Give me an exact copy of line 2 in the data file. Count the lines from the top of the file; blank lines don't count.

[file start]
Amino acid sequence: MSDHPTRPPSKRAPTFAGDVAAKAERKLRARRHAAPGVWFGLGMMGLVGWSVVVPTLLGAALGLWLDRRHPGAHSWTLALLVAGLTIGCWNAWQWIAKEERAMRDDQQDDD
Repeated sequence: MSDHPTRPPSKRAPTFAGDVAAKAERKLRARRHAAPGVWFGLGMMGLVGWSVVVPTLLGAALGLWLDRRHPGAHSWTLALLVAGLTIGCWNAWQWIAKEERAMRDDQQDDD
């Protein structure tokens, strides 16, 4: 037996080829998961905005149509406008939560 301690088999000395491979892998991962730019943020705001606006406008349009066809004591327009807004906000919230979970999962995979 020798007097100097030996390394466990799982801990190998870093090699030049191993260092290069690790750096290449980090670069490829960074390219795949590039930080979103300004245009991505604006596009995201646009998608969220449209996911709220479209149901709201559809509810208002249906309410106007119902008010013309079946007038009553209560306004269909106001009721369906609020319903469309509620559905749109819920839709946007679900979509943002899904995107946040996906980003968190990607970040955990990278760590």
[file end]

Repeated sequence: MSDHPTRPPSKRAPTFAGDVAAKAERKLRARRHAAPGVWFGLGMMGLVGWSVVVPTLLGAALGLWLDRRHPGAHSWTLALLVAGLTIGCWNAWQWIAKEERAMRDDQQDDD